By Kathleen Vanesian
By Amy Silverman
By Robrt L. Pela
By Jim Louvau
By Kathleen Vanesian
By Benjamin Leatherman
By New Times
By Becky Bartkowski
I'm hanging out with a couple of friends on their apartment balcony when one pal hands me a cigarette.
Now, this may not seem like a big deal to some, especially for seasoned puffers, but I smoke only three or four cigarettes a month.
I take the cigarette (which may be a Marlboro or an American Spirit; it's not as though I would know the difference) in between my thumb and index finger. I check, on the sly, to see which end I'm supposed to place between my lips. My friends, consumed with talking about the neighbor's annoying yip-yip dog, don't seem to notice.
Eventually, I inhale deeply and hold the smoke in my lungs for a second too long. I cough a little. One chain-smoking buddy glances my way with an inquisitive expression. It's obvious that I look like a complete fool.
But I don't care. I didn't start smoking the equivalent of two packs per year (that's right, per year — three or four cigarettes a month) to be cool or to fit in. I gave up on those things a long time ago.
I did it because — get this — it's good for me. I don't know how, but it is. Somehow, it helps with my internal balance. I do realize that there are so-called healthier alternatives, like listening to music and exercise. But I've done all that stuff my entire life, so, to me, it's no biggie to choke down a cancer stick here and there.
Now, you may be asking, "What's the point?" of smoking only a few cigs a month, especially considering that I started just a few years ago, in my late 20s. Which I would respond with, "Why the heck not?" I've never had a smoking habit and I don't ever crave nicotine. Because the amount is so low, that's a sure sign that it won't become an addiction. So no worries, right?
And by the way, this is not one of those I-only-smoke-when-I-drink indulgences. Plus, there's this bonus: My here-and-there smoking custom is basically free, since I never buy my own cigarettes. The one time I did, I felt so guilty asking the Circle K clerk for a pack of smokes that I enjoyed only two of them, leaving the remainder to rot in my nightstand drawer.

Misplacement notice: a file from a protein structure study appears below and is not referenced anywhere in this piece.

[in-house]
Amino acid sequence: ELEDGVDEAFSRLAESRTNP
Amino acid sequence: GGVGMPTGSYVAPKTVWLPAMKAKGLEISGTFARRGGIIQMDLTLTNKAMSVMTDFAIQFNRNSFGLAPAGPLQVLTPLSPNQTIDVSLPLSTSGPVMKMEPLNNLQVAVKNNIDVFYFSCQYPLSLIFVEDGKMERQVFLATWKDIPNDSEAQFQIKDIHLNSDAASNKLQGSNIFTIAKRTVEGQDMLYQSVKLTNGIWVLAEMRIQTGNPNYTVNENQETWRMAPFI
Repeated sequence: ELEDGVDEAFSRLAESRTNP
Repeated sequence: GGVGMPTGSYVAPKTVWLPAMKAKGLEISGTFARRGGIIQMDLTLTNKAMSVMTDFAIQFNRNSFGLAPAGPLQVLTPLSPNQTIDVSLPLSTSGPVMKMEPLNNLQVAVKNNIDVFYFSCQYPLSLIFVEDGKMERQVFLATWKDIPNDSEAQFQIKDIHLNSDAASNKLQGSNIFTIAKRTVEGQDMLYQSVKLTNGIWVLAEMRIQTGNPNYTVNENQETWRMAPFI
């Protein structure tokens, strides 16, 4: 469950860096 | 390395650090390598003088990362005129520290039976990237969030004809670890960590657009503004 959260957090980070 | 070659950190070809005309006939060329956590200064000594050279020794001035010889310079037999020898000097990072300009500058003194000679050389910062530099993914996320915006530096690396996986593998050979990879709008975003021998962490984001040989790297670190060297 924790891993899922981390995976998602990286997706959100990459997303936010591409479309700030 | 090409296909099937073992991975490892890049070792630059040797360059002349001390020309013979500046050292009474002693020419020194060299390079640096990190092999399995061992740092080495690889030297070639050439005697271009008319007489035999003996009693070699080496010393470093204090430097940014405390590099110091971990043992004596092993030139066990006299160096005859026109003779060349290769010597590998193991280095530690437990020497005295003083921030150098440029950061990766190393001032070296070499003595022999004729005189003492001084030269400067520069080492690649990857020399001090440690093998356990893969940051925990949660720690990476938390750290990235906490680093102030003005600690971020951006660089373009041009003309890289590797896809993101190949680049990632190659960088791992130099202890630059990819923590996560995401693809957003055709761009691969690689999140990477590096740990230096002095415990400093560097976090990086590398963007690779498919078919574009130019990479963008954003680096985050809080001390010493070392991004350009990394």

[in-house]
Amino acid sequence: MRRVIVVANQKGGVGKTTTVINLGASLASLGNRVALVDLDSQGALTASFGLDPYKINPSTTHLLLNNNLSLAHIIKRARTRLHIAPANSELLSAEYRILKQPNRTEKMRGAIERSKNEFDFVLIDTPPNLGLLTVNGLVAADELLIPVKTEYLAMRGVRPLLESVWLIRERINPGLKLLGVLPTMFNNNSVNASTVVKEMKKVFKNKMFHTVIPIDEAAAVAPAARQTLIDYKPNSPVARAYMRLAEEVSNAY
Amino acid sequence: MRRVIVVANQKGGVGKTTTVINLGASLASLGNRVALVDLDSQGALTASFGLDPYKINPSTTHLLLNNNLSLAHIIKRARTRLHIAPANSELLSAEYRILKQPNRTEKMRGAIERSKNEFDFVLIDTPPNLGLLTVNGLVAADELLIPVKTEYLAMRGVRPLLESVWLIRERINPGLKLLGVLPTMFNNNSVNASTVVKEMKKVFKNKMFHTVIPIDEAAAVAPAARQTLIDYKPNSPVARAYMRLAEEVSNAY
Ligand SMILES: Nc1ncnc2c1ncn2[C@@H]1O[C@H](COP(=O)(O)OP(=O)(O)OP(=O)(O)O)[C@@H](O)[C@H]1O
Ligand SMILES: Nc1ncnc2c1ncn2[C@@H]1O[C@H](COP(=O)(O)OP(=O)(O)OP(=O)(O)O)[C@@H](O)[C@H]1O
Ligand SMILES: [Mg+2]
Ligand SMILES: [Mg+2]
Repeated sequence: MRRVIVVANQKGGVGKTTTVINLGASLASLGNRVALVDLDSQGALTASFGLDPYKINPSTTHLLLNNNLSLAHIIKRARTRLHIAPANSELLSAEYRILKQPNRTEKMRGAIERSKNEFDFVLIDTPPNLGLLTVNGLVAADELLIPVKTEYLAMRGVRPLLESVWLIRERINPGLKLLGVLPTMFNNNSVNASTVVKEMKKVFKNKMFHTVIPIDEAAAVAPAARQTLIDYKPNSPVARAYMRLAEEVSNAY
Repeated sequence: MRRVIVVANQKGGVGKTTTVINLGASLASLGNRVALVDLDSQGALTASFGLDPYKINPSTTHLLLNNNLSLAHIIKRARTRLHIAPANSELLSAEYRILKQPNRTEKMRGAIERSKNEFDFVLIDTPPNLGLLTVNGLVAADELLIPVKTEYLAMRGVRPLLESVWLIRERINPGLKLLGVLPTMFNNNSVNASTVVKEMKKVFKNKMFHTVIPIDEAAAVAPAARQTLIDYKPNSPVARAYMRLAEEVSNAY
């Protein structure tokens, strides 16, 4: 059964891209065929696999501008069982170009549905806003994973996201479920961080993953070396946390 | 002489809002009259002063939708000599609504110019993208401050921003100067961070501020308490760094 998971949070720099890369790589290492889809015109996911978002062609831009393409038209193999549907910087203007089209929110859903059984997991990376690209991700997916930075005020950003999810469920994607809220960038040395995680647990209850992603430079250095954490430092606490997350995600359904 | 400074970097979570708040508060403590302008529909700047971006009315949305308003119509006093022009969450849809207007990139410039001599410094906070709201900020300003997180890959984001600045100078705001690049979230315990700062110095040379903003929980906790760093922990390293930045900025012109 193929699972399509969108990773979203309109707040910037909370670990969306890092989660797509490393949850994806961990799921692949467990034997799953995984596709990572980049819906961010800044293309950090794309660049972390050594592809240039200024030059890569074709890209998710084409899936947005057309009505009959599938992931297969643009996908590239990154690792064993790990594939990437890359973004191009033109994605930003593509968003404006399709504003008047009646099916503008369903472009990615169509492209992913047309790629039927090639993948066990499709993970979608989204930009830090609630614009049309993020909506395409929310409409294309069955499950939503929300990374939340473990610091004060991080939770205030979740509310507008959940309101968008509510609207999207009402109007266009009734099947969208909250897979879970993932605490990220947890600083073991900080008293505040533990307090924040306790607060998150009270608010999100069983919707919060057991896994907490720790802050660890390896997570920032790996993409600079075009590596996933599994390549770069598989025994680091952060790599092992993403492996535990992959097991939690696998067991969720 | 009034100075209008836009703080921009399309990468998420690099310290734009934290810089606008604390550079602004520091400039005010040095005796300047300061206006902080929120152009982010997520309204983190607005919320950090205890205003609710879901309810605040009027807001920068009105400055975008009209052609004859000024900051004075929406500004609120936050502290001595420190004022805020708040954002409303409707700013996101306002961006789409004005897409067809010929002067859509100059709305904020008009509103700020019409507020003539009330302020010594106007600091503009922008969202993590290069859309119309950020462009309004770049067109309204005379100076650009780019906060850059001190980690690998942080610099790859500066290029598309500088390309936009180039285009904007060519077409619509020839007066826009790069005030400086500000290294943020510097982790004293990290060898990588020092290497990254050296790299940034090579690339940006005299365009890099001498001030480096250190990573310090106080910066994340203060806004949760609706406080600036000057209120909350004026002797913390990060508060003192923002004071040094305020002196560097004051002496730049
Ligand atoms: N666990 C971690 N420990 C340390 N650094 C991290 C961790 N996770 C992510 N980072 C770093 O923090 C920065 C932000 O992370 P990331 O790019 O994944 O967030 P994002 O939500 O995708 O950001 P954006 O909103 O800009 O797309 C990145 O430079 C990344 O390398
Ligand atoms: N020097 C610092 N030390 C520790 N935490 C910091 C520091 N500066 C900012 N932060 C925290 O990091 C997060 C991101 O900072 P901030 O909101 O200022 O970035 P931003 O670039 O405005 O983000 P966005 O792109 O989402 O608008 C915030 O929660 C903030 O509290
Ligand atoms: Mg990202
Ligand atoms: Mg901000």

She acknowledges that nicotine's biochemicals have been linked with short-term mood improvements. "Many people who smoke, even occasionally, pick up a cigarette when they feel stressed anxious, depressed, or overwhelmed. Their goal? To chill out," she says.
Well, great! There's the proof that this good-to-be-bad habit works wonders, right? Not so fast, McKay says. And then I realize that she probably doesn't "get" me.
"There are other reasons that people like you, Steve, smoke every once in a while. Don't underestimate the power of wanting to belong. Just because you're not in high school any longer doesn't mean that you don't want to fit in. If you decide to hang with your buddies while they smoke, you don't have to light up, too."
"In any case," she concludes, "I can't endorse the idea that it's 'good to be bad.' Meaning, I would never recommend smoking for stress reduction — or for any other reason, for that matter."
That's cool. I guess I get all of that. However, unless I start hacking up phlegm onto my pillowcase from smoker's cough or getting withdrawal headaches, I don't see myself stopping this relatively new habit any time soon.
If anything, I say better late than never.